Texas has one of the nation’s best run defenses and allows 96.5 rushing yards per game. K-State will need a balanced offense on Saturday, and that means throwing the ball for at least some success. The Longhorns have a big, physical secondary and a defensive back that already has four picks this season.
The drops that have plagued K-State receivers the last two games can’t continue.
I think so. K-State receivers have got to be sick and tired of hearing about their drops. They should be very motivated to catch the ball, or at least cover their receiving gloves with stickum.
Let me start by saying they are both fantastic barbecue joints and you can’t go wrong with either one.
But Franklin’s is in a class all by itself. I was heartbroken to read about the fire that temporarily closed the restaurant. Let’s hope it is up and running again soon! You won’t find a bigger Aaron Franklin fan than me. He makes the best brisket on the planet. His lean meat tastes better than most place’s moist meat, and his moist meat tastes better than any other kind of BBQ. Brisket is the hardest piece of meat there is too cook, and he does it perfectly. There’s no need for sauce. It’s that good.
His ribs are also amazing. You will like the turkey, too. The sides are weak, but that’s just Texas BBQ. If somehow we could combine Kansas City sides with Texas meat we would have the best of both worlds.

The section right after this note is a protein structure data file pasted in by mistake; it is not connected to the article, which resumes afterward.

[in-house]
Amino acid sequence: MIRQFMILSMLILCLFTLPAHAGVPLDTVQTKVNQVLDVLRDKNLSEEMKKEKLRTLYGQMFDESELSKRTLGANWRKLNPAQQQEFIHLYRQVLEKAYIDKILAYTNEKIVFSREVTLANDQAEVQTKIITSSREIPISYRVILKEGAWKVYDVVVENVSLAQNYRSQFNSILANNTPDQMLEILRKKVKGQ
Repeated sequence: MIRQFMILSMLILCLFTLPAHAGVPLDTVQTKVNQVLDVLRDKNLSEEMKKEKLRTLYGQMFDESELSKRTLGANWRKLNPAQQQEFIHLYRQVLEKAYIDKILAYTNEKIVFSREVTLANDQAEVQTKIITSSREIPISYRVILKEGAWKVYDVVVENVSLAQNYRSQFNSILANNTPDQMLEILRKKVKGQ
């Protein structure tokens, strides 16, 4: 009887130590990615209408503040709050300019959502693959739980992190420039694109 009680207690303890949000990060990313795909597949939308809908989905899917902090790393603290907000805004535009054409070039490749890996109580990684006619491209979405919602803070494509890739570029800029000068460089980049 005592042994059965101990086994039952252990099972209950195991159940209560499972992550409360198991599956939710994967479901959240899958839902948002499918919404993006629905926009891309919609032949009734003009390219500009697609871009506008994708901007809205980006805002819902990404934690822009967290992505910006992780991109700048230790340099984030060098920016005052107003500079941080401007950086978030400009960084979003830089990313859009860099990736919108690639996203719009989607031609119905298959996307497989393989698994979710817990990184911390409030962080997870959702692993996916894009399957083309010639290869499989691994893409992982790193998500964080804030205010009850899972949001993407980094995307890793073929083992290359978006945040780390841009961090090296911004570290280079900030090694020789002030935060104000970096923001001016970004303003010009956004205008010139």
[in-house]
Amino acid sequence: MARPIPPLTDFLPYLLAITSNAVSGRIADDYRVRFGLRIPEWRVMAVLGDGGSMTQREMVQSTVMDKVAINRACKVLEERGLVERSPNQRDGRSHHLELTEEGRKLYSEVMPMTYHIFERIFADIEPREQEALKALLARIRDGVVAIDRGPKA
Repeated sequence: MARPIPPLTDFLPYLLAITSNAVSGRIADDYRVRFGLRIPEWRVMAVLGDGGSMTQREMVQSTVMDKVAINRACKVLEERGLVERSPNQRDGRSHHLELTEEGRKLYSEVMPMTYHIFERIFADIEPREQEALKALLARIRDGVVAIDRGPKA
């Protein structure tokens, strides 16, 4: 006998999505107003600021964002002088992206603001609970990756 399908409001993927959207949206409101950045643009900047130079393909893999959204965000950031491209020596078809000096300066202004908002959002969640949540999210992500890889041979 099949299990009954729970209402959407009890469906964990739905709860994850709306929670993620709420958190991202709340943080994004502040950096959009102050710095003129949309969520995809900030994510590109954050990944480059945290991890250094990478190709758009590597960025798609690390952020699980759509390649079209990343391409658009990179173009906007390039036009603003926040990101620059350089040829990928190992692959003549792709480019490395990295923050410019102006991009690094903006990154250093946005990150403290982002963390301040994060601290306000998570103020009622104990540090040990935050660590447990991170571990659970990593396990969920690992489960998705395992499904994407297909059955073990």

I’m an amateur smoker, and all of the mediocre barbecue I smoke in my backyard is based on his recipes. I have probably read his cook book more than anything else on my book shelf. Got the chance to meet Franklin while eating at his restaurant this summer and acted like a total fan boy when he signed my copy.
Obviously, Franklin’s isn’t a place you want to regularly visit. The line is monstrously long, and the food (while delicious) is expensive. I’ve been twice, and loved it twice. But it takes some planning.
The Salt Lick can’t compare to Franklin’s (or La Barbecue or Terry Black’s) in terms of quality, but it makes up for it in atmosphere. You won’t find a better environment for eating BBQ. It’s the only restaurant in the world where you hope there is a wait. They have a BYOB policy, and you are encouraged to drink out of your own cooler. Quantity is also a nice perk. If you go big and order family style, you can eat all the food you want for as long as you want. Whatever you don’t eat, you can take home. It’s not the best BBQ in the world, but the food is still pretty good. Definitely worth the drive to Driftwood.
Chuck Norris has 17 goals for success and sends hand-written thank you notes to Bill Snyder.
Why is The Rock doing this to us? At least I have digital copies of the first eight to watch until then!
Let’s take a step back from the ledge for a minute. K-State started 3-3 last year and rallied to finish 9-4.
Just because things aren’t going perfectly at the moment, doesn’t mean the Wildcats are destined for disappointment. The loss at Vandy was bad, and it keeps looking worse. But K-State is 3-1 and receiving votes in the top 25, not 1-3 and in the Bottom 10. Let’s wait a few weeks before we rank the season on a misery scale.
K-State radically altered its offense against Texas last season after Jesse Ertz injured his throwing shoulder, and won with a series of runs and short passes. The Wildcats went on to use that offense the rest of the season and finished 6-1, decimating everyone they faced with their rushing attack. I’m still a little confused as to why they shifted so far away from that approach this season.
I understand the want/need to throw down field now that Ertz can do so, but I think a throwback to that type of strategy would help. Still, it’s hard to put all that much blame on the OC right now the way K-State receivers are playing. Execution has been very bad.
Kellis Robinett: @kellisrobinett